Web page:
Drag racing is perhaps the fastest, loudest and most spectacular motor sport of all, pitting two cars and drivers against each other to see which can cover a quarter of a mile from a standing start in the quickest time.
The discipline is most popular in its American homeland but there is a thriving scene here in the UK and the rest of Europe too. Most recognisable are the incredible Top Fuel and Nitro Funny Cars, which shake the ground en route to top speeds of over 300mph, which they reach in under five seconds from rest. Top Fuel, though, is just the tip of the iceberg.
How does Drag Racing work?
Two vehicles, ranging from standard road cars to Top Fuel monsters depending on the class, line up side-by-side on an arrow-straight strip of asphalt. When the lights go out they accelerate away to the finish a quarter of a mile away.
Depending on the specific event, the aim is either to reach the finish line as quickly as possible or to come as close as you can to the time that you predict you will run, without going quicker than it.
Generally events use a knock-out format, with the winner of each round progressing to the next until the winner is declared.
How do I get started?
Take the opportunity to have a chat with some of the competitors during less busy moments; they will be able to answer any questions you may have and offer some advice.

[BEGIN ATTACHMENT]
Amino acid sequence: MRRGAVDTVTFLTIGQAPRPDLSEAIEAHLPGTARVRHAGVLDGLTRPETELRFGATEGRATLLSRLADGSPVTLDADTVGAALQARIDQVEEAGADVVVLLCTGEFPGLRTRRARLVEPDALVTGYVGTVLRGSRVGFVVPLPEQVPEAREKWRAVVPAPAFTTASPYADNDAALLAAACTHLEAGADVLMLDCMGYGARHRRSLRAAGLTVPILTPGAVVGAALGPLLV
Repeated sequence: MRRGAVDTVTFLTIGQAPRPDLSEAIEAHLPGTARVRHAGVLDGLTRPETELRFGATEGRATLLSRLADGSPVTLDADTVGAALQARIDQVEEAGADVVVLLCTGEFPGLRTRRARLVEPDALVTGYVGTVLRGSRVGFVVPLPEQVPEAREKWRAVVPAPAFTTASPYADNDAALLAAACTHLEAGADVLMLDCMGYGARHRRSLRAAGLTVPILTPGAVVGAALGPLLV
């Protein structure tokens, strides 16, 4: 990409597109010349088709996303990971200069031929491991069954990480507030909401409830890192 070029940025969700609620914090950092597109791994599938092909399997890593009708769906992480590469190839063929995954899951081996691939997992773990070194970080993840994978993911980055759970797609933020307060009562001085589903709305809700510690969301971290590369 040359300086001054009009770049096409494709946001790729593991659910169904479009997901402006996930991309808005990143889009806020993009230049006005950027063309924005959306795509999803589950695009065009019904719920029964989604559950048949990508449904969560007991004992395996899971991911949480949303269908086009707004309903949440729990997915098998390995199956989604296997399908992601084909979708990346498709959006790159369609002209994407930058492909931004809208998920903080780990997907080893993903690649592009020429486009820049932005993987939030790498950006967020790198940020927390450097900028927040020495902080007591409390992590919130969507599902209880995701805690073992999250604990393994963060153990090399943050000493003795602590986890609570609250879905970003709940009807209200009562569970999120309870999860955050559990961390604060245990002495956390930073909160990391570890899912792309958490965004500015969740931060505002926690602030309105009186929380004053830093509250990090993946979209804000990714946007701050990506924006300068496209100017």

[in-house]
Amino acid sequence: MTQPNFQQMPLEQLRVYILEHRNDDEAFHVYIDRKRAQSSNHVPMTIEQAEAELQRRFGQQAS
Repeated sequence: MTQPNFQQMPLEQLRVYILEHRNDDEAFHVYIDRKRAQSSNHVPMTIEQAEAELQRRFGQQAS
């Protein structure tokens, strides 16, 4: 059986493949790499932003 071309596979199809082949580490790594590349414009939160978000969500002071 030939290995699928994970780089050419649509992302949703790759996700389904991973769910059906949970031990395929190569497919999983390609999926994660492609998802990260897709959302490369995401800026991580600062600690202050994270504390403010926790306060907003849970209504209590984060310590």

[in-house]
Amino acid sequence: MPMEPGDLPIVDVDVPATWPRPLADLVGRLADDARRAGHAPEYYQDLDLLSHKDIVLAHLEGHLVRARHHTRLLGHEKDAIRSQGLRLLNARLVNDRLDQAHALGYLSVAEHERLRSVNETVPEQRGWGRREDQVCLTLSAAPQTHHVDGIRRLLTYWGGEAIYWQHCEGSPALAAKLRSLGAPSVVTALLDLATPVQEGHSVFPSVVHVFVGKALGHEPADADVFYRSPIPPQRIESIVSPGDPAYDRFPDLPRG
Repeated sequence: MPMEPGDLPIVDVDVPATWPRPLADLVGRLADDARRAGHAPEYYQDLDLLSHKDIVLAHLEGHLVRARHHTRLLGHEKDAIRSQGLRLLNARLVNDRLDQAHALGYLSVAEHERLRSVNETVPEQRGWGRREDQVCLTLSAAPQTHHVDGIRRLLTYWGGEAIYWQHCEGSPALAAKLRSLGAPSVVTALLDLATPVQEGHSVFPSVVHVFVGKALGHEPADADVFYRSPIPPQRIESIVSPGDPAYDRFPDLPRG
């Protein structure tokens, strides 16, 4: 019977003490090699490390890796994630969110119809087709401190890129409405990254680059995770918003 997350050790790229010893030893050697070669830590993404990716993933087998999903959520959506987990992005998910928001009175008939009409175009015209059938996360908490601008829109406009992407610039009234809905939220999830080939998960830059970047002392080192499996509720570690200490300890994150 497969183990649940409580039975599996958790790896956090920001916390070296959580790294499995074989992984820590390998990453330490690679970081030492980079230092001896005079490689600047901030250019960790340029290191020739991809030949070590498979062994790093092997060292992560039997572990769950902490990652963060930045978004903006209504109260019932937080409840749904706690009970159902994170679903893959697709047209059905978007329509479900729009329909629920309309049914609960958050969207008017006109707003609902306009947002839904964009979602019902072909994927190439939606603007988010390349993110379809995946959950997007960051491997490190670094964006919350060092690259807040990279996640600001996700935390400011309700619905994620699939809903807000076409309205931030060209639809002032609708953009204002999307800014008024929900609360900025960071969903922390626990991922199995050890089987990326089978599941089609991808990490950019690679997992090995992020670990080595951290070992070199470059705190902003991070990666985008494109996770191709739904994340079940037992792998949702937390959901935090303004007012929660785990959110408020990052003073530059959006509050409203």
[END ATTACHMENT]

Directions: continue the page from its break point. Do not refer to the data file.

What kind of car do I need?
There are more than two dozen classes for modified road cars and bespoke drag racers, all of which much comply with the relevant Motorsport UK regulations if they are taking part in national events. These classes are determined by factors such as engine size, modifications and fuel type.
You can either modify a road car or you can buy a ready-prepared car, although it will be up to you to make sure that it meets the regulations.
What equipment do I need?
What you need depends on the event or championship you’ll be competing in, but you will need Motorsport UK-compliant safety kit such as a helmet, race suit, gloves and boots.
Remember that it is the competitor's responsibility to ensure that their vehicle and equipment comply with both the Motorsport UK's General Regulations (detailed in the Motorsport UK Competitors' and Officials' Yearbook) and the Supplementary Regulations (SRs) of the event or championship.
If you have any questions about vehicles or equipment you can speak to a member of the Motorsport UK Technical Department by calling 01753 765 000.